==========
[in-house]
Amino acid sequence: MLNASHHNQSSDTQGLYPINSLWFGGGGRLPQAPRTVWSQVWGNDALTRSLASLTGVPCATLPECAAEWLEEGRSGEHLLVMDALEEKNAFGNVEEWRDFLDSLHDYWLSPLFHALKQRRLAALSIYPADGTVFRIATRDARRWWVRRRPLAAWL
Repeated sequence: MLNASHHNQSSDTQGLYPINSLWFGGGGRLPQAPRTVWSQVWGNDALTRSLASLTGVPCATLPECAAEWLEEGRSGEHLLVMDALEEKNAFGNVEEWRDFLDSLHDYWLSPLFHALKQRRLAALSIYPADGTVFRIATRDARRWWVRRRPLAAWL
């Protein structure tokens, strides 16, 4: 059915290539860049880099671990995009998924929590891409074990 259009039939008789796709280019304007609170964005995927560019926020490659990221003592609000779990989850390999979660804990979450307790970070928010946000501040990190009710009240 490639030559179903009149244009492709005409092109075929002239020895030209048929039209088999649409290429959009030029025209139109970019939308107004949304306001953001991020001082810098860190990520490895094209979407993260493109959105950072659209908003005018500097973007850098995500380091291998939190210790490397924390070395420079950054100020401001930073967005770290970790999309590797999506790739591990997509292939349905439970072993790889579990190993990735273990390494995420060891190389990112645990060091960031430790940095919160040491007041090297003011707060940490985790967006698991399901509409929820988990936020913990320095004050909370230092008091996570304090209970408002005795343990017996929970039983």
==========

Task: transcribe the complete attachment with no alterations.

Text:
[in-house]
Amino acid sequence: MLNASHHNQSSDTQGLYPINSLWFGGGGRLPQAPRTVWSQVWGNDALTRSLASLTGVPCATLPECAAEWLEEGRSGEHLLVMDALEEKNAFGNVEEWRDFLDSLHDYWLSPLFHALKQRRLAALSIYPADGTVFRIATRDARRWWVRRRPLAAWL
Repeated sequence: MLNASHHNQSSDTQGLYPINSLWFGGGGRLPQAPRTVWSQVWGNDALTRSLASLTGVPCATLPECAAEWLEEGRSGEHLLVMDALEEKNAFGNVEEWRDFLDSLHDYWLSPLFHALKQRRLAALSIYPADGTVFRIATRDARRWWVRRRPLAAWL
């Protein structure tokens, strides 16, 4: 059915290539860049880099671990995009998924929590891409074990 259009039939008789796709280019304007609170964005995927560019926020490659990221003592609000779990989850390999979660804990979450307790970070928010946000501040990190009710009240 490639030559179903009149244009492709005409092109075929002239020895030209048929039209088999649409290429959009030029025209139109970019939308107004949304306001953001991020001082810098860190990520490895094209979407993260493109959105950072659209908003005018500097973007850098995500380091291998939190210790490397924390070395420079950054100020401001930073967005770290970790999309590797999506790739591990997509292939349905439970072993790889579990190993990735273990390494995420060891190389990112645990060091960031430790940095919160040491007041090297003011707060940490985790967006698991399901509409929820988990936020913990320095004050909370230092008091996570304090209970408002005795343990017996929970039983």